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Wednesday, September 26, 2018

Do psychotropic drugs enhance, or diminish, human agency?

Rami Gabriel
Originally posted September 3, 2018

Here is an excerpt:

Psychological medications such as Xanax, Ritalin and aspirin help to modify undesirable behaviours, thought patterns and the perception of pain. They purport to treat the underlying chemical cause rather than the social, interpersonal or psychodynamic causes of pathology. Self-knowledge gained by introspection and dialogue are no longer our primary means for modifying psychological states. By prescribing such medication, physicians are implicitly admitting that cognitive and behavioural training is insufficient and impractical, and that ‘the brain’, of which nonspecialists have little explicit understanding, is in fact the level where errors occur. Indeed, drugs are reliable and effective because they implement the findings of neuroscience and supplement (or in many cases substitute for) our humanist discourse about self-development and agency. In using such drugs, we become transhuman hybrid beings who build tools into the regulatory plant of the body.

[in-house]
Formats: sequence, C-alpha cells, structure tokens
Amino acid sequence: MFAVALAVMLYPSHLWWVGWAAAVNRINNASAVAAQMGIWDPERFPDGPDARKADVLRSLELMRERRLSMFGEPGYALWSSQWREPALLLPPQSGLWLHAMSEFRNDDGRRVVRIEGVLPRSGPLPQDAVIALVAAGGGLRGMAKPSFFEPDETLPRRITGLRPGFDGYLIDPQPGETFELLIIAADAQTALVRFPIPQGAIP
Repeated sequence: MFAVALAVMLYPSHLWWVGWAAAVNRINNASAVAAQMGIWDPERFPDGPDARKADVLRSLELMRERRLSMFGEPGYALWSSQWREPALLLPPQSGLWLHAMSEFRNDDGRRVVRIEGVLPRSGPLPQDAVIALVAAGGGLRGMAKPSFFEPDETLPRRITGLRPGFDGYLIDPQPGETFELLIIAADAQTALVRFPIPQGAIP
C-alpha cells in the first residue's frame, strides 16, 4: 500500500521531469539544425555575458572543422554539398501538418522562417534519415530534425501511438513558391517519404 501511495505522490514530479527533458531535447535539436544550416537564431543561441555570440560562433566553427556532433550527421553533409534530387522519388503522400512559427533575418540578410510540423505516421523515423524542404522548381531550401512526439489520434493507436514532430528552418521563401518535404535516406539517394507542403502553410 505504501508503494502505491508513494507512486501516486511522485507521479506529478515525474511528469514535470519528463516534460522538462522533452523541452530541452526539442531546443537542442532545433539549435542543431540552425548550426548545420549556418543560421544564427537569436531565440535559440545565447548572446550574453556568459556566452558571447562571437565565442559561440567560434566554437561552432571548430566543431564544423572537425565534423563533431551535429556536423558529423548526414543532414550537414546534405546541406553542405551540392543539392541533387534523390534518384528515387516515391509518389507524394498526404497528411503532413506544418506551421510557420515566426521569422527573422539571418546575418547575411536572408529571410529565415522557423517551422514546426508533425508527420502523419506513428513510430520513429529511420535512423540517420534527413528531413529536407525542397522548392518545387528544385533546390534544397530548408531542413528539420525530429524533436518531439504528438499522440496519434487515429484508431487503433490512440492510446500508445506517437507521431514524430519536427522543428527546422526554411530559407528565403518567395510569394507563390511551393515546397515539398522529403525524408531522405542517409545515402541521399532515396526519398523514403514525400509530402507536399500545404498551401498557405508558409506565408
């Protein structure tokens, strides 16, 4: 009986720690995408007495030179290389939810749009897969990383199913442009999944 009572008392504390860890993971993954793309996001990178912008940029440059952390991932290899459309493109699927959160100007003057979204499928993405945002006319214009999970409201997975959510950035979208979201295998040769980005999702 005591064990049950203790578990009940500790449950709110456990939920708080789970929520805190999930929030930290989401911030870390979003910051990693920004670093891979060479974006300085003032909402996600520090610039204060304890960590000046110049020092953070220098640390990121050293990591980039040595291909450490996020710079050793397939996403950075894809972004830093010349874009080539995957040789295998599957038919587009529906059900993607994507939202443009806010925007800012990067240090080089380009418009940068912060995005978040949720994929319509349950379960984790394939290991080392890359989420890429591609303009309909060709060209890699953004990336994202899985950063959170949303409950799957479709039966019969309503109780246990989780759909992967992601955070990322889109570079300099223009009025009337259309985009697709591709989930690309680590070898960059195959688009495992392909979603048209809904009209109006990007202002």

Recreational drugs, on the other hand, are essentially hedonic tools that allow for stress-release and the diminishment of inhibition and sense of responsibility. Avenues of escape are reached through derangement of thought and perception; many find pleasure in this transcendence of quotidian experience and transgression of social norms. There is also a Dionysian, or spiritual, purpose to recreational inebriation, which can enable revelations that enhance intimacy and the emotional need for existential reflection. Here drugs act as portals into spiritual rituals and otherwise restricted metaphysical spaces. The practice of imbibing a sacred substance is as old as ascetic and mindfulness practices but, in our times, drugs are overwhelmingly the most commonly used tool for tending to this element of the human condition.

The info is here.

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